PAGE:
Point Lookout: a free weekly publication of Chaco Canyon Consulting
Volume 12, Issue 14;   April 4, 2012: Obstacles to Finding the Reasons Why

Obstacles to Finding the Reasons Why

by

When we investigate what went wrong, we sometimes encounter obstacles. Interviewing witnesses and participants doesn't always uncover the reasons why. What are these obstacles?
R.M.S. Lusitania coming into port, possibly in New York.

Cunard's R.M.S. Lusitania coming into port, possibly in New York. The passenger liner was sunk by a German U-Boat early in World War I, on May 7, 1915. At the time, she was carrying 1,959 passengers and crew, 1,198 of whom were killed. She sank within 18 minutes of being struck. Her sinking was viewed by many as what we now call a war crime, and it led to the entry of the United States into the war.

During the investigation that followed, investigators encountered many of the obstacles to truth-finding that are listed here. The question of the number of torpedoes provides an example of fabrication. One torpedo was deployed, but since two torpedoes would deflect responsibility for loss of life away from Cunard and the ship designers, witnesses were pressured to report two torpedoes. An example of concealment was the withholding of information about the ammunition cargo that the ship carried. Explosive cargo might have been identified as a reason for the rapid sinking. Photo from the George Grantham Bain Collection (U.S. Library of Congress).

Following unwanted outcomes, we often commission "lessons learned" exercises to investigate the conditions that brought about the unwanted outcomes. We want to learn how to prevent recurrences of those outcomes or any other unwanted outcomes that might flow from similar conditions. In too many organizations, these exercises yield useless or misleading results.

What we seek is Truth: the reasons why the unwanted outcome occurred. But these investigations rely on reports from people who participated in or witnessed events leading to the outcome. To find the truth we must interpret the reports we receive, and those reports can contain a variety of misleading elements. Here's a short catalog of those elements.

Confusions and mistakes
Relying on memory and impressions, witnesses and participants sometimes get it wrong. They get confused about the order of events, or who did what. They confuse what they actually witnessed with what they heard about second-hand.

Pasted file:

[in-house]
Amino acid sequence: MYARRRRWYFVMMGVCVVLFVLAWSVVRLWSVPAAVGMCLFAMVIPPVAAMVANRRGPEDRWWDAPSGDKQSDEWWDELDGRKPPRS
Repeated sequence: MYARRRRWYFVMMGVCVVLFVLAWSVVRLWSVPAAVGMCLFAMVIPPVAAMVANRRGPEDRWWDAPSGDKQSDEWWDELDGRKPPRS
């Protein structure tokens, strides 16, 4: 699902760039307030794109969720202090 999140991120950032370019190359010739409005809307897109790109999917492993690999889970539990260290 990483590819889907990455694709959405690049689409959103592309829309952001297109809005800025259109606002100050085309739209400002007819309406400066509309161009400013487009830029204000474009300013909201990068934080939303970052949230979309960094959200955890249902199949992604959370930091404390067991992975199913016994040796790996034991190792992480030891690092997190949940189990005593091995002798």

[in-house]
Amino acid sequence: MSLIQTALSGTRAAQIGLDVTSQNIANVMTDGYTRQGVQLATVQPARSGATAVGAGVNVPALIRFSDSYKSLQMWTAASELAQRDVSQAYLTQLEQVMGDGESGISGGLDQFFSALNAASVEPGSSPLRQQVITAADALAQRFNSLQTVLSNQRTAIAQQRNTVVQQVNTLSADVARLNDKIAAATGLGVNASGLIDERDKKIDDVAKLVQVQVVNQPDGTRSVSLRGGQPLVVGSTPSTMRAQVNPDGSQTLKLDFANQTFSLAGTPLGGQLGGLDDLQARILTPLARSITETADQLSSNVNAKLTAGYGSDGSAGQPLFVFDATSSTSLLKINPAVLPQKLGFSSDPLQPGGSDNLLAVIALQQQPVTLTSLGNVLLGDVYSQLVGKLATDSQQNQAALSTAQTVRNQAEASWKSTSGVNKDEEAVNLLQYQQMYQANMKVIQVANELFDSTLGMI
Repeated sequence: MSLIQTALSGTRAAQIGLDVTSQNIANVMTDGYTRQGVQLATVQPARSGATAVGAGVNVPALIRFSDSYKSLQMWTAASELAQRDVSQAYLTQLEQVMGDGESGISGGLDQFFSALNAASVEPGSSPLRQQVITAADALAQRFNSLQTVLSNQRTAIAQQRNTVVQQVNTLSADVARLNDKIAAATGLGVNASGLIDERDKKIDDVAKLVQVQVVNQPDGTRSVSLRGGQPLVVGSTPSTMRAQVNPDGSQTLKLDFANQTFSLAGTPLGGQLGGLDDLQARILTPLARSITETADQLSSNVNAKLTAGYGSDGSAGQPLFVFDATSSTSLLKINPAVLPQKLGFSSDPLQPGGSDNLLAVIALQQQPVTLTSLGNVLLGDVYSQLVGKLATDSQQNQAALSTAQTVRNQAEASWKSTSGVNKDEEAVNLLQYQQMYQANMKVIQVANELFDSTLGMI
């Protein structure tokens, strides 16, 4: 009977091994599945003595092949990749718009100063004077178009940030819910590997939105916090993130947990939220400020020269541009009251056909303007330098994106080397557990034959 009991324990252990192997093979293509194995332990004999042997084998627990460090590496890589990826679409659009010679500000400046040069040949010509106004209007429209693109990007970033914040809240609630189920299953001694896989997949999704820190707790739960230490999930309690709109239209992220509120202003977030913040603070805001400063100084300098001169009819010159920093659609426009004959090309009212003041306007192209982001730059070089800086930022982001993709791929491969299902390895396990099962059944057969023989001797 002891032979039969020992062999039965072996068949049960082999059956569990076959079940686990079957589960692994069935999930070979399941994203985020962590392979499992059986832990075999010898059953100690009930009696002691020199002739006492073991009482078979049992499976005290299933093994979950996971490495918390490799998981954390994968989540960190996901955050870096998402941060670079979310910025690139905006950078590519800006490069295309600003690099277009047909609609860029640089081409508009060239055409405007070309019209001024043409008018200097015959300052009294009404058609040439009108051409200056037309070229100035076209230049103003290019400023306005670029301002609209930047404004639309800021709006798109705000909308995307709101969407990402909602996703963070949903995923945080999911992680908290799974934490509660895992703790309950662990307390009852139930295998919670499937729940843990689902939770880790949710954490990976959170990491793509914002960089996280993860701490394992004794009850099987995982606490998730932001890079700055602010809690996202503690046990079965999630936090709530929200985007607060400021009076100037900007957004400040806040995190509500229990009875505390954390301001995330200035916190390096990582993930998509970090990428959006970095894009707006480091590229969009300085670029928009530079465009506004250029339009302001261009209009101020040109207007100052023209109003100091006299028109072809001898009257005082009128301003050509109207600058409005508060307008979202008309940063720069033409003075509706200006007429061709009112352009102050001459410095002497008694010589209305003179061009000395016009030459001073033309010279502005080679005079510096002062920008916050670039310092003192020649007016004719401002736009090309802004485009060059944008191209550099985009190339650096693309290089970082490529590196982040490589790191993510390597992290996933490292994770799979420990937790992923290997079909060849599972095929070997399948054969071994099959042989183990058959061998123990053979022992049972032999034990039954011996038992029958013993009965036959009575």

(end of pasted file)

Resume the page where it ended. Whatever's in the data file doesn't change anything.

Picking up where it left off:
Excuses
An excuse is a fact, condition, or situation that provides protection for someone from blame for the unwanted outcome. Excuses are those offerings that, if true, most people would accept as relieving someone of being regarded as having caused or contributed to causing the unwanted outcome.
Allegations
An allegation is the opposite of an excuse — it's a fact, condition, or situation that, if true, affixes to someone blame for the unwanted outcome. While excuses tend to be offered by the person excused, allegations tend to be offered by someone other than the one blamed.
Omissions
Reports that omit relevant information can also mislead investigators. Omissions can be intentional, but they need not be. They can result from numerous factors including faulty memory, emotional trauma, and poor technique by the investigator.
Concealment
Concealment To find the truth we must
interpret reports that can
contain a variety of
misleading elements
transcends intentional omission. It includes deliberate actions to deflect the investigator from the information concealed, such as destruction or obfuscation of information, or propagating false accounts of events. It can also include actions that make the information difficult to retrieve. For example, important witnesses might be relocated, terminated, or transferred.
Fabrications
Fabrications are fictions intended to mislead the investigator. When well crafted and when delivered by someone who is unaware that they are fabrications, they are difficult to detect, because the deliverer isn't actually lying. Detecting them often requires tracing them to their source.

In determining who acted (or did not act) so as to contribute to the genesis of the unwanted outcome, there's a high risk that some witnesses and participants might experience the investigation as a search for someone to blame. The investigators themselves might adopt this belief.

In organizational cultures that tend to affix blame, investigations are unlikely to uncover much Truth, because people fear blame. Over time, people who don't master these tools for misleading investigations tend to be discredited, ejected from the organization, or allocated to less central roles. Organizations that want to improve outcomes would do well to eliminate blame from their cultures.  Next in this series Go to top Top  Next issue: Reactance and Micromanagement  Next Issue

For indicators that an organizational culture is a blaming culture, see "Top Ten Signs of a Blaming Culture," Point Lookout for February 16, 2005. The words blame and accountability are often used interchangeably, but they have very different meanings. See "Is It Blame or Is It Accountability?," Point Lookout for December 21, 2005, for a discussion of blame and accountability. For more on blaming and blaming organizations, see "Organizational Coping Patterns" and "Plenty of Blame to Go Around," Point Lookout for August 27, 2003.

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